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  1. #1
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    Unanswered: .Ldf and transactions

    Can I create a database without an .ldf file
    even if I use updates in transactions

  2. #2
    Join Date
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    Re: .Ldf and transactions

    As far as I know, you cannot. DB has to have a transaction file. You can keep the size to a minimum if you set the recovery mode of the db to simple (if you don't care for recovery of the data).
    Originally posted by Karolyn
    Can I create a database without an .ldf file
    even if I use updates in transactions

  3. #3
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    Re: .Ldf and transactions

    that's what I tought,
    thks

  4. #4
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    The Holy book says :
    Microsoft® SQL Server™ 2000 maps a database using a set of operating-system files. All data and objects in the database, such as tables, stored procedures, triggers, and views, are stored within these operating-system files:

    Primary
    This file contains the startup information for the database and is used to store data. Every database has one primary data file.

    Secondary
    These files hold all of the data that does not fit in the primary data file. If the primary file can hold all of the data in the database, databases do not need to have secondary data files. Some databases may be large enough to need multiple secondary data files or to use secondary files on separate disk drives to spread data across multiple disks.

    Transaction Log
    These files hold the log information used to recover the database. There must be at least one log file for each database.
    Get yourself a copy of the The Holy Book

    order has no physical Brett in The meaning of a Kaiser . -database data

  5. #5
    Join Date
    Feb 2002
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    2,232
    There are certain transactions that ss2k has to manage like ddl commands and checkpoints. So you will always have a log file.

  6. #6
    Join Date
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    If you are curious about what is kept in the log file you can use the dbcc log command.

  7. #7
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    I've read in the Online Help
    that exists a Virtual Transaction Log in SQL Server

  8. #8
    Join Date
    Jul 2003
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    England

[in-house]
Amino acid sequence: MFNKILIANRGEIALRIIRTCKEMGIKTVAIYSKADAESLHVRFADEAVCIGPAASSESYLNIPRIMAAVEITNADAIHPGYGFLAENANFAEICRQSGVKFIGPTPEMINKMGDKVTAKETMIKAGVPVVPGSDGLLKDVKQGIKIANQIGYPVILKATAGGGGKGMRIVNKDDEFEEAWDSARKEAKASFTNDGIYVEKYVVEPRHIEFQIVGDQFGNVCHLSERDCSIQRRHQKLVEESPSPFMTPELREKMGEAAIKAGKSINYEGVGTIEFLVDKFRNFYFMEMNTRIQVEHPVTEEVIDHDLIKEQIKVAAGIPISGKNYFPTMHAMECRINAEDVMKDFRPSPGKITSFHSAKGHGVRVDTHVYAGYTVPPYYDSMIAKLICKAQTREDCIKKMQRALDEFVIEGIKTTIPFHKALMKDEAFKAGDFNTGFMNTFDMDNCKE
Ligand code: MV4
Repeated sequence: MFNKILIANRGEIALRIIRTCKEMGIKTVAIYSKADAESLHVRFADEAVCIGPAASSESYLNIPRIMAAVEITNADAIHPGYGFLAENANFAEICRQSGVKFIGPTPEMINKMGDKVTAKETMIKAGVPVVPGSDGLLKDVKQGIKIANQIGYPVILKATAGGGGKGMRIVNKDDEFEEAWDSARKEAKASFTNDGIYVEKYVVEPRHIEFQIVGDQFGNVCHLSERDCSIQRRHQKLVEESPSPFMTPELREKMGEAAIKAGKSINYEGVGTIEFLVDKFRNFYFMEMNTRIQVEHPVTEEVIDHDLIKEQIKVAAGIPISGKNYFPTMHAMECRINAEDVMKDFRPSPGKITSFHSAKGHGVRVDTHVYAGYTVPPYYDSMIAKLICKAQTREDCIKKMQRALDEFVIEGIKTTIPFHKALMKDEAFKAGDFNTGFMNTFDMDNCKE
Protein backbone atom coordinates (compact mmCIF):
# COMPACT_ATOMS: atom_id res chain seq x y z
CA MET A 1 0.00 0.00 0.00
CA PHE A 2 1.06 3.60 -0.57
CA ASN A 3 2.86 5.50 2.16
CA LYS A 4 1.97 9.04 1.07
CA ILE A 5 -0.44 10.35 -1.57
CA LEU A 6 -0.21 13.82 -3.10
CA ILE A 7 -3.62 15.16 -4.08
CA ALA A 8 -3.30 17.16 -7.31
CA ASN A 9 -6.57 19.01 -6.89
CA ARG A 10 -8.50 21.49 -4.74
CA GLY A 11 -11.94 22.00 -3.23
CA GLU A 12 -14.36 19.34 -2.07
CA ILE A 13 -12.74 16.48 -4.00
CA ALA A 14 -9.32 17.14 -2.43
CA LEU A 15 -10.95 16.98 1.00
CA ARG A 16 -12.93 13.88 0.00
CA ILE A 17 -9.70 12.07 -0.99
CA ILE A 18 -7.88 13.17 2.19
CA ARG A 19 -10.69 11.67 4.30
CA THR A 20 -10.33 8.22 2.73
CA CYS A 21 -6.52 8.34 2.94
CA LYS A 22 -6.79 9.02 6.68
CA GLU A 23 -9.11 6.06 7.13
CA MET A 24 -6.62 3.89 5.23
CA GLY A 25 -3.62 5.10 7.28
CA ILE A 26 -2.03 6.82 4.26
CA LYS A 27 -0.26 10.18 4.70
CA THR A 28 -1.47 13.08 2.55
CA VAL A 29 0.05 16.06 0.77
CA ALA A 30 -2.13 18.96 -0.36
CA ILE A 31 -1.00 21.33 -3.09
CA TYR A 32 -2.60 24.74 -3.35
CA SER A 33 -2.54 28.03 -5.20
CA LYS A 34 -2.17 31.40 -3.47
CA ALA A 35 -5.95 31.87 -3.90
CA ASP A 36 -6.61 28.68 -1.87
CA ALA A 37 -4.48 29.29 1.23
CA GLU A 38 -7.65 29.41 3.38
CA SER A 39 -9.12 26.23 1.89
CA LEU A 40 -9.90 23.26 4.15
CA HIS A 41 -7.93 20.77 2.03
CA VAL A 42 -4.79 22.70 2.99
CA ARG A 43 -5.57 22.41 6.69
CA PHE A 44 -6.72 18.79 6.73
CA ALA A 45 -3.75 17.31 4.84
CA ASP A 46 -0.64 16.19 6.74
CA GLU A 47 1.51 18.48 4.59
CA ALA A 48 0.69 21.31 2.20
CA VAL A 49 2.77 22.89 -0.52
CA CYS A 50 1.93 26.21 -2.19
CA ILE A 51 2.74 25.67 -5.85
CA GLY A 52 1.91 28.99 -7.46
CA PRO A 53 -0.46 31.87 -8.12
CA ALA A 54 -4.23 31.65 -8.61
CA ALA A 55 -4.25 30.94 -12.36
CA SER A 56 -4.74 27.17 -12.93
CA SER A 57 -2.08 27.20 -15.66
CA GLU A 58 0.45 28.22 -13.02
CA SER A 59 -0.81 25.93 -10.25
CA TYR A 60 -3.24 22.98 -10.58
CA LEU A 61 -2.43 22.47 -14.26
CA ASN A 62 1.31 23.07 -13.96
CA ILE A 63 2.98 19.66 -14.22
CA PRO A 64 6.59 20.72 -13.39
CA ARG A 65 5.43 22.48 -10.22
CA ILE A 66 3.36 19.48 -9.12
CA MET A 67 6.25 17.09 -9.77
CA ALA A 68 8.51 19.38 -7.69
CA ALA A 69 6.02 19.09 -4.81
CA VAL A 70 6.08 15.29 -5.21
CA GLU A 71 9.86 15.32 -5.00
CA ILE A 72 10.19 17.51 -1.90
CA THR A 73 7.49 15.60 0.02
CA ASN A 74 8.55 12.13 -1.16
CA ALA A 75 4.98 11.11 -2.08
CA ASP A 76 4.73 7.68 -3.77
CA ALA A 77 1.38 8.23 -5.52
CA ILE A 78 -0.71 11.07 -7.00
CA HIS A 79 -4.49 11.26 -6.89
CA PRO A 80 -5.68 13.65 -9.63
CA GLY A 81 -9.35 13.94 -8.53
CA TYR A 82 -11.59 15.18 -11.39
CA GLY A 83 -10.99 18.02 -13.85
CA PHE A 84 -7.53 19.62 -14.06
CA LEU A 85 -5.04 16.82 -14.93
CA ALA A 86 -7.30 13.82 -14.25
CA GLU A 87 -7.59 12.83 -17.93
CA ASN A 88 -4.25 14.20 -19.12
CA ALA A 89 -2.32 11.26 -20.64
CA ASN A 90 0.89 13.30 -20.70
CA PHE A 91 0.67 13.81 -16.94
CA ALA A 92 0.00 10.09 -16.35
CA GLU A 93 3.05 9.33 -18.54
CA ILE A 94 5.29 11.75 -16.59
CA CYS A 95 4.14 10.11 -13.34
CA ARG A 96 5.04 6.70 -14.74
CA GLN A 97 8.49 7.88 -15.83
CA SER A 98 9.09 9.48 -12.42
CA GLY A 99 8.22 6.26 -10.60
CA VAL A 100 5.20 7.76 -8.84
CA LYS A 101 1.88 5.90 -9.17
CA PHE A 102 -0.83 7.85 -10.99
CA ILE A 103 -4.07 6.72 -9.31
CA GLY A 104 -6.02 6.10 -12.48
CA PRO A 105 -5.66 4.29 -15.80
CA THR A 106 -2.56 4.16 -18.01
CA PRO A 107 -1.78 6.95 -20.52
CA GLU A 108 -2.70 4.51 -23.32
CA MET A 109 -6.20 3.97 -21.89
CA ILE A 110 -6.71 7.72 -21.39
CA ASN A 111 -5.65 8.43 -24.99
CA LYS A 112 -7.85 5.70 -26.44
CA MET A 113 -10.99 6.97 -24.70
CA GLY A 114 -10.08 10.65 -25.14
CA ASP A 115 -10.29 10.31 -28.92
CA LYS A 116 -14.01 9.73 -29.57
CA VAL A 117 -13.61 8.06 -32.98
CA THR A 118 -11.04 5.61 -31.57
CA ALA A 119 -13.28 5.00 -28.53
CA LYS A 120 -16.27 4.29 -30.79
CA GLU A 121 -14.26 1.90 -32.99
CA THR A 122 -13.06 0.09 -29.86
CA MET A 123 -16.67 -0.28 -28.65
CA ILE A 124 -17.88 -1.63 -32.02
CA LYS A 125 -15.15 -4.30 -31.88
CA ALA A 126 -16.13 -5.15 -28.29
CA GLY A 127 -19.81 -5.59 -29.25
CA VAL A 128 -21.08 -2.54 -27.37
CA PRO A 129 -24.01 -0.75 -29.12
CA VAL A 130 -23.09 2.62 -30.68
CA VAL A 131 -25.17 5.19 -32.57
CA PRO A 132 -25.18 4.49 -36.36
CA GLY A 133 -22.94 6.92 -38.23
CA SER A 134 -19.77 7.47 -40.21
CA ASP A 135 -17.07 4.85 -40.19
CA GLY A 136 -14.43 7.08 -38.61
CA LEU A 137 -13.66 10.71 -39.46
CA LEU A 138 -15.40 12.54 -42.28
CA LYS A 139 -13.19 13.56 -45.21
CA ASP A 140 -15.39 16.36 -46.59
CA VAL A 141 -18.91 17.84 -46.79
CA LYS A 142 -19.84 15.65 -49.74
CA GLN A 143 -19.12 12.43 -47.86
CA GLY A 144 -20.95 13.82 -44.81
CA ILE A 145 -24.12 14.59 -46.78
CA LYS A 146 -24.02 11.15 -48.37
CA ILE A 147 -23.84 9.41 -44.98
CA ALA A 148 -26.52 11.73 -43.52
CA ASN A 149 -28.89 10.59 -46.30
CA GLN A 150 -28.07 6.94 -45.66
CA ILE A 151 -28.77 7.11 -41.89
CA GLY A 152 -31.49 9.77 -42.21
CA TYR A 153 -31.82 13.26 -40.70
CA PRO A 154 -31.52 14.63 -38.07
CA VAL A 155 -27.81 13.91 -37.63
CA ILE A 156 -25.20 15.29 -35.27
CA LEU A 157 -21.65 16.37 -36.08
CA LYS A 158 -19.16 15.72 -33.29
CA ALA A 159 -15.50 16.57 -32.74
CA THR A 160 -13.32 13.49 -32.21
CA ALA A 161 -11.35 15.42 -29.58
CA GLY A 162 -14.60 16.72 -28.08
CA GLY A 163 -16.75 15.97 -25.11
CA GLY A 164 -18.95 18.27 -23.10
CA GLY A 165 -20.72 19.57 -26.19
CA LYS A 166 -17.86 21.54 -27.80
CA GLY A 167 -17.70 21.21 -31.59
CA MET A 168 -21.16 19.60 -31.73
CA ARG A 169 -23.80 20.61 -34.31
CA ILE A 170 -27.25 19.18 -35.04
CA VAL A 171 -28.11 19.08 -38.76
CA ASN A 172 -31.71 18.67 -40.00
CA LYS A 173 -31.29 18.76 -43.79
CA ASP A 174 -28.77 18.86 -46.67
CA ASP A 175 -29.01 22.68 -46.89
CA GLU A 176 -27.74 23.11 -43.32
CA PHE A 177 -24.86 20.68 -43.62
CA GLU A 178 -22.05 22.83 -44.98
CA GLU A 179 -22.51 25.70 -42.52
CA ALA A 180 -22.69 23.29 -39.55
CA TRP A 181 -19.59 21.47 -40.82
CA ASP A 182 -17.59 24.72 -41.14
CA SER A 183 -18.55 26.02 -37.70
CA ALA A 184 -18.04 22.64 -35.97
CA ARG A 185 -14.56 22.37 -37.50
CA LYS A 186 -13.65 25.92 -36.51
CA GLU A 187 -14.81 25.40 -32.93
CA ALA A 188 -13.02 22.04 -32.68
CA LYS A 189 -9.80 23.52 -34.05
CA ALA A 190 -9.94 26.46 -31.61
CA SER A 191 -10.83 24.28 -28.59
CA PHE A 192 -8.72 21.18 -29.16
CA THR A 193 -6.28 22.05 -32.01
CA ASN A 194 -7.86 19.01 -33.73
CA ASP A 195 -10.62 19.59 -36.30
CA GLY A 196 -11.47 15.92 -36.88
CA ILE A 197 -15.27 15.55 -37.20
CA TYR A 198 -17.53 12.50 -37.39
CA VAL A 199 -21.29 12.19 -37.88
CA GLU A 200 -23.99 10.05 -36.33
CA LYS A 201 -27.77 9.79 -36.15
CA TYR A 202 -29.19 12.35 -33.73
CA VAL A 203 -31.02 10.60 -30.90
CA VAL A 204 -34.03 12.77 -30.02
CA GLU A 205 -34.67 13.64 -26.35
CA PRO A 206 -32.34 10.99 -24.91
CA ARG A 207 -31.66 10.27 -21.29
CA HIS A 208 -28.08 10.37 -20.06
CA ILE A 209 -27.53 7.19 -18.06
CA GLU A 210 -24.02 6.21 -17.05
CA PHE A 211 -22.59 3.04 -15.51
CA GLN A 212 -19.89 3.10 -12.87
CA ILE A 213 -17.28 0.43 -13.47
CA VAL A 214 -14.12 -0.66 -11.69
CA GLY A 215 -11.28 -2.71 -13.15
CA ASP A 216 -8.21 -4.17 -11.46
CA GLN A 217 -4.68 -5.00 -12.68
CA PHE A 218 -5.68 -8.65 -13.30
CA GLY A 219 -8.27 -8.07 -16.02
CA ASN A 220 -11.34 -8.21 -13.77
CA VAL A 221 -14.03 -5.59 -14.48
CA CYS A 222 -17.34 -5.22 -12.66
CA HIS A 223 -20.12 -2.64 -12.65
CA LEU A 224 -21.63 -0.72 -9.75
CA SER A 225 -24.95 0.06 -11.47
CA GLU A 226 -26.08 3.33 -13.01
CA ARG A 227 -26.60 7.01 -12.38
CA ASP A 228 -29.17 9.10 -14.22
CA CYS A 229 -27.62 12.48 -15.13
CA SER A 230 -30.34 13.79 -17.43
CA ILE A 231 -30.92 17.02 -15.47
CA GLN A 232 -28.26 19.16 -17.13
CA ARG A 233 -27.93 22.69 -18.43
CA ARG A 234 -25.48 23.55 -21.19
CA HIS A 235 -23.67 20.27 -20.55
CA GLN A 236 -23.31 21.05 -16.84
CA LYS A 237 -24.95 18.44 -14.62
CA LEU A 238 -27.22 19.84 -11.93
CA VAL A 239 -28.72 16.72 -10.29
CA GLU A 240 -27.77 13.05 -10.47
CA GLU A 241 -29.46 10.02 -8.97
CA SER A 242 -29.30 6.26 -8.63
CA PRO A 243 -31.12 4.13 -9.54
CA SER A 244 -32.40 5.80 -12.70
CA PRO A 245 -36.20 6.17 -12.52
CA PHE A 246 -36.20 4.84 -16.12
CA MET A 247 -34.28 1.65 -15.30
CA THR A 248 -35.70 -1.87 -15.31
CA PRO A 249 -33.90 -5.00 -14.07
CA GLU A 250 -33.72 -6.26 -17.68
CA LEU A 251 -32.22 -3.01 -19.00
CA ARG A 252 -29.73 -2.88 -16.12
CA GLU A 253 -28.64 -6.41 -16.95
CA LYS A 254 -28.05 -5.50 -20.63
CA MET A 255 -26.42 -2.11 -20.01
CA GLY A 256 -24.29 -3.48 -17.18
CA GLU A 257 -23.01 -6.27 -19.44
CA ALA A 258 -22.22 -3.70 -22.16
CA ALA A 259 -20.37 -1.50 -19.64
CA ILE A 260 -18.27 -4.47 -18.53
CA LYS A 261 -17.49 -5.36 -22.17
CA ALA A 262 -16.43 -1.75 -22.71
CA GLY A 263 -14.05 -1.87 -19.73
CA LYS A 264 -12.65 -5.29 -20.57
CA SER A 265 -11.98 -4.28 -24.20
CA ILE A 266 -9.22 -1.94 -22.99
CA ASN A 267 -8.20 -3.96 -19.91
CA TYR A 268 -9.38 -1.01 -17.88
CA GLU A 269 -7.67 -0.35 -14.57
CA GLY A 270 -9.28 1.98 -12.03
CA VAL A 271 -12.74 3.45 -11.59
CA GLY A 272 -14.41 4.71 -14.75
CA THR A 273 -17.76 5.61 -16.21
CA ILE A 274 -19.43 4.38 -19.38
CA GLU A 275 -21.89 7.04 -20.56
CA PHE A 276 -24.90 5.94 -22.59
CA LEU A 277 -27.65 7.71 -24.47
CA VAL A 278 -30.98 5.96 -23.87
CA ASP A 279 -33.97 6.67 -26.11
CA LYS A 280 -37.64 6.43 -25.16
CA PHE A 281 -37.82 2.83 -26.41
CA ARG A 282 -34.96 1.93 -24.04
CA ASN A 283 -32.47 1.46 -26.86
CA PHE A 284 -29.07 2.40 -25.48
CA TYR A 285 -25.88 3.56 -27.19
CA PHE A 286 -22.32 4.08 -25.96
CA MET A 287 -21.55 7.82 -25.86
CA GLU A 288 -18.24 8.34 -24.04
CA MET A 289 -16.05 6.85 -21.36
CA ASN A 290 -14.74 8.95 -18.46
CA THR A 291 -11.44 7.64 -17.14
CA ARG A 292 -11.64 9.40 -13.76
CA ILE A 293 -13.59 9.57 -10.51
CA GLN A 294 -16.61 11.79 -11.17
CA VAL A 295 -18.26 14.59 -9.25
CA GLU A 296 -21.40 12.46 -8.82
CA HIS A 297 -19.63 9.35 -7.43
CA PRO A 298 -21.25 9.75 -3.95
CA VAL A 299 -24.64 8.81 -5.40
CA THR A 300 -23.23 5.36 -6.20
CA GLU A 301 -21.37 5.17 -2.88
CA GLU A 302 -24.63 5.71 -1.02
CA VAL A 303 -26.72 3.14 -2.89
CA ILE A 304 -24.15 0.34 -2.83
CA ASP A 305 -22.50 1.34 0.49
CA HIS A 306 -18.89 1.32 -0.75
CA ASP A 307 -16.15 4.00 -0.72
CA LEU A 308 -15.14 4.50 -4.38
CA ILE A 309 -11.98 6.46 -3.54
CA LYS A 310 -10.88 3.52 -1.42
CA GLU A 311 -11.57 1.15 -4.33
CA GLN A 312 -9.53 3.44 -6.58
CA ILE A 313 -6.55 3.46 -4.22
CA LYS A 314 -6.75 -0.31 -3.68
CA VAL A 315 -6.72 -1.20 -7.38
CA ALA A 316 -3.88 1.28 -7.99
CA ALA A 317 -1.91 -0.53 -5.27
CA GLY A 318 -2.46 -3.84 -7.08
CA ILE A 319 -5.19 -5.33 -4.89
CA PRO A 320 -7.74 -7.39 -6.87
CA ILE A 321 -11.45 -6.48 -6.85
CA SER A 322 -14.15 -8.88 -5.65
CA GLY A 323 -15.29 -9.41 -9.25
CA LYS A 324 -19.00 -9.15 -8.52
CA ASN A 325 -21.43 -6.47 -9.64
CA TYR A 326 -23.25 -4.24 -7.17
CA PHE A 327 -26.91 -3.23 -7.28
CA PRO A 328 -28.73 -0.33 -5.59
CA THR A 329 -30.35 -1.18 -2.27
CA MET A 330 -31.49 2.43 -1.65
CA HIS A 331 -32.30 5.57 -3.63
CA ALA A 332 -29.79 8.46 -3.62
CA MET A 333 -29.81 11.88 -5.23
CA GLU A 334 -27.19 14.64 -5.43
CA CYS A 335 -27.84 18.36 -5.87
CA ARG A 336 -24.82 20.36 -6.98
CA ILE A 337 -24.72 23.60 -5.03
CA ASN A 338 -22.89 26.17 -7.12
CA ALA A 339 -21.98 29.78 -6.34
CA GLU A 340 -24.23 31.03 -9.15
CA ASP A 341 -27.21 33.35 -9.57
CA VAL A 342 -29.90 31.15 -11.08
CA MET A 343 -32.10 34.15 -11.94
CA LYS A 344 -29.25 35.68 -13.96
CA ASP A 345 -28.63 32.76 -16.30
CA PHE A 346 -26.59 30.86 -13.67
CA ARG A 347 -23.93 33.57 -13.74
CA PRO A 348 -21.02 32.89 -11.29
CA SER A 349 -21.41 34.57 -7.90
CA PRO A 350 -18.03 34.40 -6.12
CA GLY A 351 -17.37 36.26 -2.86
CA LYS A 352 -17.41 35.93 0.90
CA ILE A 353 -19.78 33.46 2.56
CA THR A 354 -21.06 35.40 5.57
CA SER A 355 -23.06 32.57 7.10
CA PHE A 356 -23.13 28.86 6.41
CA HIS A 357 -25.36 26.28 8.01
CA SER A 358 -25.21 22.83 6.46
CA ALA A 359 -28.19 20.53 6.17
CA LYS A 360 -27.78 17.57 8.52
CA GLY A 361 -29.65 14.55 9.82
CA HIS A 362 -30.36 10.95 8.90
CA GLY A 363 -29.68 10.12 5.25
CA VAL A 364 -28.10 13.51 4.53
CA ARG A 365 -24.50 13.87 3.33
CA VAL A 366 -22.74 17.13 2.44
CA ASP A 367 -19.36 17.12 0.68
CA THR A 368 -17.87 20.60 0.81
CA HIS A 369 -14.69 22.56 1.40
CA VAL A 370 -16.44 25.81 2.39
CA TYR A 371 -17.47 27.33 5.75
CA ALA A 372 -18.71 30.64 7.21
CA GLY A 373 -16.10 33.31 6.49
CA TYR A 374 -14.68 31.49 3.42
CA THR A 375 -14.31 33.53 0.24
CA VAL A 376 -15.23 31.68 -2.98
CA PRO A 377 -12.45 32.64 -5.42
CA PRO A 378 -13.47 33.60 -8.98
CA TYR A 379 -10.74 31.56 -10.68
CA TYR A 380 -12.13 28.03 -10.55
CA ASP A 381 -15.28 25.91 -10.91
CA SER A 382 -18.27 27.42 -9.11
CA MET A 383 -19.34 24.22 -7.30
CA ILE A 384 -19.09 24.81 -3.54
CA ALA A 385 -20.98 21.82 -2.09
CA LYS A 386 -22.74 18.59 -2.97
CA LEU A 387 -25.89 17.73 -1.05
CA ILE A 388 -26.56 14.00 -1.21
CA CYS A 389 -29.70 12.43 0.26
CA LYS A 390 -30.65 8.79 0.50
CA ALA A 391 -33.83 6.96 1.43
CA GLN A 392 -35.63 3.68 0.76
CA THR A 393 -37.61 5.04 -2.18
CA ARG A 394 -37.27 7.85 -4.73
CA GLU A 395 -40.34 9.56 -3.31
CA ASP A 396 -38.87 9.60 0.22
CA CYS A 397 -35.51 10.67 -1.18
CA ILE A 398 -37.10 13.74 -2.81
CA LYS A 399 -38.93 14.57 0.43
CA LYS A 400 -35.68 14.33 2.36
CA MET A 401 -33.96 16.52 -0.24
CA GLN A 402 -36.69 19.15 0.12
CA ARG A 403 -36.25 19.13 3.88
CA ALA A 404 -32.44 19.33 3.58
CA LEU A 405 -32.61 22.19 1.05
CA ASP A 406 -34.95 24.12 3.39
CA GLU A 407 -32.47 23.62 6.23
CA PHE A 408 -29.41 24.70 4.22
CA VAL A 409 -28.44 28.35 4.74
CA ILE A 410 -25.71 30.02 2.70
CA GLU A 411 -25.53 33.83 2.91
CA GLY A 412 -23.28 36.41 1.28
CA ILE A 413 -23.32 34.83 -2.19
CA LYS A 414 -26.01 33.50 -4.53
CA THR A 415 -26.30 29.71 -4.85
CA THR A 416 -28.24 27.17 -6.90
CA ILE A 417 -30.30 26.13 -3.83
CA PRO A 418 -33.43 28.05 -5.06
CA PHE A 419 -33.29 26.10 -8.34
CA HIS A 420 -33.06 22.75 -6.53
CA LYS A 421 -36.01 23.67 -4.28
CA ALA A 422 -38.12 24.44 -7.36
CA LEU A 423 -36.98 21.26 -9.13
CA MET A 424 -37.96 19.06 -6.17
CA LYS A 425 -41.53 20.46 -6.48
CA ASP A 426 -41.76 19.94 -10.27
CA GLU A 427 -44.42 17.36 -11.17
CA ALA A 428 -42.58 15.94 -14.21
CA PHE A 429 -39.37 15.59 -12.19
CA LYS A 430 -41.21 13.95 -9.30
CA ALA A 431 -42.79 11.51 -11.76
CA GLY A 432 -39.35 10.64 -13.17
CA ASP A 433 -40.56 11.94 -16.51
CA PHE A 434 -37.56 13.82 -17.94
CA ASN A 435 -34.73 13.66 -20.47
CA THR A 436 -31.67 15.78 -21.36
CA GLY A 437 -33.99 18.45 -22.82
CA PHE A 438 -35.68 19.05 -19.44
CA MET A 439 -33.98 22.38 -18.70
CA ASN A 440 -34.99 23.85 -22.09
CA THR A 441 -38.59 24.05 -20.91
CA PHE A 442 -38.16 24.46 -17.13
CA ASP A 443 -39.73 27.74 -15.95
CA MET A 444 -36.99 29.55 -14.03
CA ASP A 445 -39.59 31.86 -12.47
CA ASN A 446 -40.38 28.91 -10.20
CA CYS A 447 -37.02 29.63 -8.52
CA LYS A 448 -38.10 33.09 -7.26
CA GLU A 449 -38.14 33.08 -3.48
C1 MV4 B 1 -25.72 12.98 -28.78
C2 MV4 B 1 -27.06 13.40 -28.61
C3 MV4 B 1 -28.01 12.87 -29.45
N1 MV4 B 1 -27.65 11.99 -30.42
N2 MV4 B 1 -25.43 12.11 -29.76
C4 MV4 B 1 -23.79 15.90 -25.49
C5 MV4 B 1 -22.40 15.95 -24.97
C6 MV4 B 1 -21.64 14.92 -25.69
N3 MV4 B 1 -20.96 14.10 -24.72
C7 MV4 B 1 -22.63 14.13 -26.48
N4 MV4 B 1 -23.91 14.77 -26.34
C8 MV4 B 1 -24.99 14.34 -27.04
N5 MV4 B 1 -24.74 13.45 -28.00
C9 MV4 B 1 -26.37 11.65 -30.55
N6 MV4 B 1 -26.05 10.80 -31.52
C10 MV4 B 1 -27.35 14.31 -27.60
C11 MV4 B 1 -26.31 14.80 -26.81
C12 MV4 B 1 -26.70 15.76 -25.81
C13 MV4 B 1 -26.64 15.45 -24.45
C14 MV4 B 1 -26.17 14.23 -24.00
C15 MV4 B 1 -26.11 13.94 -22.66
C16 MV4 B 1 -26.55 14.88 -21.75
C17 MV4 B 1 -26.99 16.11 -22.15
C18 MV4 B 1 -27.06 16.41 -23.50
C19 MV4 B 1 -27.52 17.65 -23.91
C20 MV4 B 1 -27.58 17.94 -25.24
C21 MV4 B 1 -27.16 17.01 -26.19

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    the transaction log file is made up of many virtual logs - SQL uses these to manage the usage, reusage, growth and shrinking of the transaction log file.
    Regards
    Dbabren

  9. #9
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    thx all

  10. #10
    Join Date
    Dec 2003
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    9

    Red face

    Originally posted by rnealejr
    If you are curious about what is kept in the log file you can use the dbcc log command.
    HI,

    I AM REWIEVING THE FORUM SEEKING A HINT FOR OUR PROBLEM. OUR LOG FILE HAS DRAMATICLY INCREASED WITHIN FEW HOURS... IT HAS HAPPEND TWICE SO FAR.

    I AM CURIOUS HOW CAN I REVIEW THE LOG FILE CONTENTS SO THAT TO LOCALISE THE SOURCE OF THAT SUDDEN GROWTH.

    IS IT A GOOD WAY TO TRY DBCC? I TRIED TO FIND A PROPER COMMAND ON THE LIST IN BOOKS ONLINE, BUT I AM NOT SURE WHICH ONE I SHOULD USE.

    THANKS IN ADVANCE FOR ANY HELP
    JACK

  11. #11
    Join Date
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    There is no command that I'm aware of that will tell you the SQL of the transactions held in the trans log. There are a few 3rd party tools about that claim to do it - although I have never used them.

    There is a dbcc loginfo command which will tell which parts of the log file are active and which are not, although no more detail than that I'm afraid.

    Hope this helps
    Regards
    Dbabren

  12. #12
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    You can use

    dbcc log ('dbname',type) where type is a number between 0-4 to get a general idea. However this will not show you the actual queries that were executed.
    Get yourself a copy of the The Holy Book

    order has no physical Brett in The meaning of a Kaiser . -database data

  13. #13
    Join Date
    Dec 2003
    Posts
    9
    THANKS!

    Originally posted by dbabren
    There is no command that I'm aware of that will tell you the SQL of the transactions held in the trans log. There are a few 3rd party tools about that claim to do it - although I have never used them.

    There is a dbcc loginfo command which will tell which parts of the log file are active and which are not, although no more detail than that I'm afraid.

    Hope this helps

  14. #14
    Join Date
    Dec 2003
    Posts
    9
    Thanks!

    Do You know maybe where I can read more about the logic of each column extracted?

    Thanks for futher hints in advance.

    Jack

    Originally posted by Enigma
    You can use

    dbcc log ('dbname',type) where type is a number between 0-4 to get a general idea. However this will not show you the actual queries that were executed.

  15. #15
    Join Date
    Dec 2003
    Posts
    9
    Do You remember maybe any of those companies www pages?

    Thanks a lot in advance.
    Jack


    Originally posted by dbabren
    There is no command that I'm aware of that will tell you the SQL of the transactions held in the trans log. There are a few 3rd party tools about that claim to do it - although I have never used them.

    There is a dbcc loginfo command which will tell which parts of the log file are active and which are not, although no more detail than that I'm afraid.

    Hope this helps

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